“Hurry! Turn off the stove!” Dan, a Toronto native, shouts as boiling water begins overflowing from the pot. I have never cooked before but am determined to create a delicious, authentic Italian meal here in Riomaggiore, Italy.
We lower the heat and let the pasta continue to boil as Simon and Alison, a middle-aged New Zealand couple sharing our apartment-style accommodation, set the table out on the balcony. It is still sunny out at 6pm, and we have a great view of both markets and locals of the small village as well as the Italian Riviera.
Lindsay, a sweet girl from Minnesota, and I had visited the various shops in the town earlier in the day. Apparently, pesto is a specialty of the region as its unique climate gives the sauce a unique flavor, placing an emphasis on the basil. Olive oil is also native to the region, as olive groves are plentiful in Cinque Terre, the larger area that Riomaggiore resides in. We purchased both.
Rachel and Tommy, two young backpackers from Australia, have bought an array of locally produced wines for the apartment guests to sample. Cinque Terre DOC, a dry white wine, is meant to be sipped while we eat dinner. The Sciacchetrà DOC, a sweeter wine made with Bosco, Albarola, and Vermentino grapes will be enjoyed over dessert.
Monika, a blonde 20-year-old from Switzerland, begins opening assorted cheeses and crackers. Fresh mozzarella, sharp Gorgonzola, and stracchino, a soft, creamy cheese, are all laid out on the cutting board. When I see she has also bought fresh baked bread my excitement for the meal mounts. While I’ve sampled Italian bread back home in New York, nothing can compare to tasting the staple in Italy.
Finally, Joe, an Irish twenty-something with a smattering of freckles and a loopy smile, unveils an array of fresh market fruits for dessert. Crisp red apples, sweet bananas, and fragrant pears to compliment our desert wine perfectly.
Dan and I drizzle olive oil over the pasta and add the pesto. As we mix the ingredients together, the scent of sweet basil and spicy garlic teases my nostrils. We add pine nuts to give the meal a bit of crunch and Parmesan cheese.
The group gathers their offerings and brings them out to the balcony table. I look around and ponder that if I had not been staying at Mar-Mar in Riomaggiore, Italy, on this day in this year at this time, I never would have met these people.
Simon and Alison tell us about their recent stint WWOOFing at a chateau in France. In between sips of Cinque Terre wine and bites of Gorgonzola, I learn that WWOOFing stands for Worldwide Opportunities on Organic Farms. The couple has been able to experience farm life in the French countryside harvesting grapes at a vineyard in exchange for delicious food and good wine. I immediately decide this is something I must try.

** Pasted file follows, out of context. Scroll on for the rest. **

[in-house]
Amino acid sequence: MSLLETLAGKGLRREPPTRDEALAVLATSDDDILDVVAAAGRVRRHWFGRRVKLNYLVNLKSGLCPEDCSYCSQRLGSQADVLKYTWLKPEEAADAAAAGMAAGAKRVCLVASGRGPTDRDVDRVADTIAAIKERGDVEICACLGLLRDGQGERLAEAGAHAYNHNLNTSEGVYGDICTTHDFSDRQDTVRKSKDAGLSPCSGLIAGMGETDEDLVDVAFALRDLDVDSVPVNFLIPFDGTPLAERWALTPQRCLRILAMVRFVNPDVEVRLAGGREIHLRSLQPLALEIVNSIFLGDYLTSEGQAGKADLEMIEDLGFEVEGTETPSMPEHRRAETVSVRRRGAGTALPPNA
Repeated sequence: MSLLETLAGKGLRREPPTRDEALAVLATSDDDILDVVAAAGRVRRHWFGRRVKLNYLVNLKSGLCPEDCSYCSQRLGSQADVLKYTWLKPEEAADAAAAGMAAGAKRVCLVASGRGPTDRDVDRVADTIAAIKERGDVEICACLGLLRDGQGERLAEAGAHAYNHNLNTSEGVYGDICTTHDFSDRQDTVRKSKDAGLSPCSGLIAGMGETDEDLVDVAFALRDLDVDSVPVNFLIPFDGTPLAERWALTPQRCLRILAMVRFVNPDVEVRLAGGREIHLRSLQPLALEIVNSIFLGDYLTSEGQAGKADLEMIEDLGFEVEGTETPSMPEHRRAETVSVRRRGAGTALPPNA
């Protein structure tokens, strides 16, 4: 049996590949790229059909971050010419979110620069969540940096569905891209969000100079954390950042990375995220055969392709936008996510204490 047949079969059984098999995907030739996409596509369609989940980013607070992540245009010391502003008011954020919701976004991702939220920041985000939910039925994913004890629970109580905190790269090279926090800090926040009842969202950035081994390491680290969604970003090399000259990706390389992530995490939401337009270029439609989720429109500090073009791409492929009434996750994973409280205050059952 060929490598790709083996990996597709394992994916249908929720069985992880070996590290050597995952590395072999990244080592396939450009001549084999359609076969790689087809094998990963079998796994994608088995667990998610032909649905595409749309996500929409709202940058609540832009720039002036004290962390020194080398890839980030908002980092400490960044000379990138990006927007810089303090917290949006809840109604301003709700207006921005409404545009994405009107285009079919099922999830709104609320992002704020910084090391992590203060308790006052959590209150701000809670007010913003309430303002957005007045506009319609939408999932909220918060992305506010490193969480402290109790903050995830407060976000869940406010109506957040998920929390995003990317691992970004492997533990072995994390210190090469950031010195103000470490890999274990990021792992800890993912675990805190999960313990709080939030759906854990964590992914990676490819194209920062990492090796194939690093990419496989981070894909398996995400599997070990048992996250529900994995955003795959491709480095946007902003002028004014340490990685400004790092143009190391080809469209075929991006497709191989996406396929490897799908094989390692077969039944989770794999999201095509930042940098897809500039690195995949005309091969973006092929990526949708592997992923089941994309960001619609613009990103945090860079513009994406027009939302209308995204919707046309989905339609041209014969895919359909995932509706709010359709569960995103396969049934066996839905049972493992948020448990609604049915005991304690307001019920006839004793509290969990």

Lindsay and Dan recount their travels through Europe over fresh baked Italian bread that is so delicious it doesn’t need butter. They tell tales of meeting locals, staying at party hostels, and seeing castles and cathedrals galore. Lindsay especially loved learning the history of Munich while Dan preferred sipping Absinthe and strolling the Charles Bridge in Prague.
Rachel and Tommy, the Australian couple, tell the group what it is like back in Australia. I actually studied abroad in Sydney, so I love being reminded of the Sydney Opera House, the Botanical Gardens, and Darling Harbour over pasta. I mention a few of my favorite Sydney bars and restaurants and we bond over our love for Coogee Beach.
As we move on to dessert, Monika talks about falling in love while traveling. While in London, she met a guy at a pub and they have been chatting on Facebook. He is coming to visit her next month in Switzerland, and she plans on taking him hiking in the Swiss Alps and introducing him to real Swiss chocolate. Her story makes me wish I could come stay with her, as well.
Suddenly, Joe produces a bottle of Limoncello, a strong Italian liqueur that is flavored like lemons. He passes it around to the group and everyone takes a shot. I gag on the extreme sourness of the liquid, while Joe just smiles and does another. I now believe the rumors I’ve heard that the Irish know how to handle their liquor.
And then there is me. I wonder what I have to add to the group. I am a solo traveler, 23 years old, without a job or boyfriend.
But, I am adventurous enough to have traveled to Italy alone from New York to experience the beauty of the country and the tastes of Riomaggiore.
I tell the group about life in New York and how it compares to Italy. I speak to them about how I want to be a travel writer and see the world. I explain to them how I am happy not having a job or a boyfriend, because I want to see the world and get to know every culture before I settle down.
The young and the middle-aged, a mix of nationalities, connect that night through their love of Italian food. Over delicious food bonds are formed, and I learn that some of the most memorable times can be had over a simple dinner.
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